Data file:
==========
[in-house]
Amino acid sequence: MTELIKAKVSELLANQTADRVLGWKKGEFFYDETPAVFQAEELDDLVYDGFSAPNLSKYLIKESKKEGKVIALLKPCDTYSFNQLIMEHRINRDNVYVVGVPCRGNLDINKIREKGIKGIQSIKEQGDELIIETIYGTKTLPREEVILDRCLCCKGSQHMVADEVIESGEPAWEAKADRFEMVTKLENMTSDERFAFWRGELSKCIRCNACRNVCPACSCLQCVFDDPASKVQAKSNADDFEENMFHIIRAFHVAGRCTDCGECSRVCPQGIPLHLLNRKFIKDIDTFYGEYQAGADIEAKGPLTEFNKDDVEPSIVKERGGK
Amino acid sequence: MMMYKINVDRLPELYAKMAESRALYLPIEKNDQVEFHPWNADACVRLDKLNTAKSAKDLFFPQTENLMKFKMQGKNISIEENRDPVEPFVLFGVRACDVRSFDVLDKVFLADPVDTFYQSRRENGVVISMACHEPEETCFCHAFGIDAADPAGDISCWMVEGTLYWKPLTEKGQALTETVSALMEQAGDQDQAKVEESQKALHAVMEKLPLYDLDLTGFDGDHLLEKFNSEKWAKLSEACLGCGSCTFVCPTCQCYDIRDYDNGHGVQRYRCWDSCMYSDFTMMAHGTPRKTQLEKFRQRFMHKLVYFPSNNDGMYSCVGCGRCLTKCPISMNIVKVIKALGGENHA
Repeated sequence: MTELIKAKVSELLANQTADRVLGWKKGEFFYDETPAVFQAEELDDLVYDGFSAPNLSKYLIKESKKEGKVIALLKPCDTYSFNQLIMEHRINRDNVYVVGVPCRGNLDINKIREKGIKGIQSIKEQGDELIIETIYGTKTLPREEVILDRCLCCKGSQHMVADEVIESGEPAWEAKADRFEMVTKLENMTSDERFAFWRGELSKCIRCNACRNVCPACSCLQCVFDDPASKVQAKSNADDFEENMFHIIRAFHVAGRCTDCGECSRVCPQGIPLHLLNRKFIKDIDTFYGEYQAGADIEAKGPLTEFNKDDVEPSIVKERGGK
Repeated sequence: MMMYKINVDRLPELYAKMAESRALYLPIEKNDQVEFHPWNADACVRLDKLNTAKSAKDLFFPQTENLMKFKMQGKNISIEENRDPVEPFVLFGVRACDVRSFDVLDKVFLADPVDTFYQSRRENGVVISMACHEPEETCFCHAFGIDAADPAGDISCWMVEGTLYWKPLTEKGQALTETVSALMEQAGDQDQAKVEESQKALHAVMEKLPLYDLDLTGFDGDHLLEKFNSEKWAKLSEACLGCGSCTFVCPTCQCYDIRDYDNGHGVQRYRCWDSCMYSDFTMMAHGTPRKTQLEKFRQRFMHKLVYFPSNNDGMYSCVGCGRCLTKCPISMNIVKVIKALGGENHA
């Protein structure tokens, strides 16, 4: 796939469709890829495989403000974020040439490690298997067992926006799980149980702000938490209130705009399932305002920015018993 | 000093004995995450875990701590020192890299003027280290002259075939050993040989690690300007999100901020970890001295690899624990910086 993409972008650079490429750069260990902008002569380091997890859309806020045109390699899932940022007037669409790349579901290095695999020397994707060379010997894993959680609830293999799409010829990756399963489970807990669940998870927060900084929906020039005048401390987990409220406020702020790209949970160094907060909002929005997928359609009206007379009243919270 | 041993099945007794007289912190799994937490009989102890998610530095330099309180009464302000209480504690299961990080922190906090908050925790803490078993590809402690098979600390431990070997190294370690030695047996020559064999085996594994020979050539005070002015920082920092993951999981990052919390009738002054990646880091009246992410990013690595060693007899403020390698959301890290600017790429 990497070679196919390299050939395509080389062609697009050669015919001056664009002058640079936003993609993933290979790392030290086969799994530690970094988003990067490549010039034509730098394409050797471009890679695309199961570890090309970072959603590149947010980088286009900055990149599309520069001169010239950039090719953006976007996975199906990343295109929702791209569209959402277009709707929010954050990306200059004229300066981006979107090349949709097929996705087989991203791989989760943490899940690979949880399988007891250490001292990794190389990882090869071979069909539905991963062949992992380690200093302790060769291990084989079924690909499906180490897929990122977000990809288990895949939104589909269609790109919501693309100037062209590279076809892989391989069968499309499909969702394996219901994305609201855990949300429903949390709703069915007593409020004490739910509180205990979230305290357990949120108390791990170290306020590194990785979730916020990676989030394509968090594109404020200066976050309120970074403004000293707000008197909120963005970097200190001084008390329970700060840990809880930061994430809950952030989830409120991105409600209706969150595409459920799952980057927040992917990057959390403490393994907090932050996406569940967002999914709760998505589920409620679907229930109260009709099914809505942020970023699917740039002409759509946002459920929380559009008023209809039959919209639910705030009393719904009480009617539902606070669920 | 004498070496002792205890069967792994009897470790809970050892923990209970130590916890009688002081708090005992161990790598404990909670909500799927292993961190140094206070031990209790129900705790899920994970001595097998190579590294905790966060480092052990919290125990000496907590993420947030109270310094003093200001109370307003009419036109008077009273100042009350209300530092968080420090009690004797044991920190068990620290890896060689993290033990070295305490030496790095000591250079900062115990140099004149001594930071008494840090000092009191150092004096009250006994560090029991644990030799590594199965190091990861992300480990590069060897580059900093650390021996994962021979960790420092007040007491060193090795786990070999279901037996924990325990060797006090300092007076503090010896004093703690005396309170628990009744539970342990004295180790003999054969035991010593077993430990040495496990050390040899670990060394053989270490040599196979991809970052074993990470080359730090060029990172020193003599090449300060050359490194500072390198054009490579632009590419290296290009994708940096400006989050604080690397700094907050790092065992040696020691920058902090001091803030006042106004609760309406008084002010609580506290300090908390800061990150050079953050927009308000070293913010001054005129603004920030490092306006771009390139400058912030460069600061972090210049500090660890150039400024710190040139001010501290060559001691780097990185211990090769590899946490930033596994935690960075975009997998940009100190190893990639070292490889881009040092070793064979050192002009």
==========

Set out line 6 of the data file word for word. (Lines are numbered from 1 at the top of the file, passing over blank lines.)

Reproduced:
């Protein structure tokens, strides 16, 4: 796939469709890829495989403000974020040439490690298997067992926006799980149980702000938490209130705009399932305002920015018993 | 000093004995995450875990701590020192890299003027280290002259075939050993040989690690300007999100901020970890001295690899624990910086 993409972008650079490429750069260990902008002569380091997890859309806020045109390699899932940022007037669409790349579901290095695999020397994707060379010997894993959680609830293999799409010829990756399963489970807990669940998870927060900084929906020039005048401390987990409220406020702020790209949970160094907060909002929005997928359609009206007379009243919270 | 041993099945007794007289912190799994937490009989102890998610530095330099309180009464302000209480504690299961990080922190906090908050925790803490078993590809402690098979600390431990070997190294370690030695047996020559064999085996594994020979050539005070002015920082920092993951999981990052919390009738002054990646880091009246992410990013690595060693007899403020390698959301890290600017790429 990497070679196919390299050939395509080389062609697009050669015919001056664009002058640079936003993609993933290979790392030290086969799994530690970094988003990067490549010039034509730098394409050797471009890679695309199961570890090309970072959603590149947010980088286009900055990149599309520069001169010239950039090719953006976007996975199906990343295109929702791209569209959402277009709707929010954050990306200059004229300066981006979107090349949709097929996705087989991203791989989760943490899940690979949880399988007891250490001292990794190389990882090869071979069909539905991963062949992992380690200093302790060769291990084989079924690909499906180490897929990122977000990809288990895949939104589909269609790109919501693309100037062209590279076809892989391989069968499309499909969702394996219901994305609201855990949300429903949390709703069915007593409020004490739910509180205990979230305290357990949120108390791990170290306020590194990785979730916020990676989030394509968090594109404020200066976050309120970074403004000293707000008197909120963005970097200190001084008390329970700060840990809880930061994430809950952030989830409120991105409600209706969150595409459920799952980057927040992917990057959390403490393994907090932050996406569940967002999914709760998505589920409620679907229930109260009709099914809505942020970023699917740039002409759509946002459920929380559009008023209809039959919209639910705030009393719904009480009617539902606070669920 | 004498070496002792205890069967792994009897470790809970050892923990209970130590916890009688002081708090005992161990790598404990909670909500799927292993961190140094206070031990209790129900705790899920994970001595097998190579590294905790966060480092052990919290125990000496907590993420947030109270310094003093200001109370307003009419036109008077009273100042009350209300530092968080420090009690004797044991920190068990620290890896060689993290033990070295305490030496790095000591250079900062115990140099004149001594930071008494840090000092009191150092004096009250006994560090029991644990030799590594199965190091990861992300480990590069060897580059900093650390021996994962021979960790420092007040007491060193090795786990070999279901037996924990325990060797006090300092007076503090010896004093703690005396309170628990009744539970342990004295180790003999054969035991010593077993430990040495496990050390040899670990060394053989270490040599196979991809970052074993990470080359730090060029990172020193003599090449300060050359490194500072390198054009490579632009590419290296290009994708940096400006989050604080690397700094907050790092065992040696020691920058902090001091803030006042106004609760309406008084002010609580506290300090908390800061990150050079953050927009308000070293913010001054005129603004920030490092306006771009390139400058912030460069600061972090210049500090660890150039400024710190040139001010501290060559001691780097990185211990090769590899946490930033596994935690960075975009997998940009100190190893990639070292490889881009040092070793064979050192002009």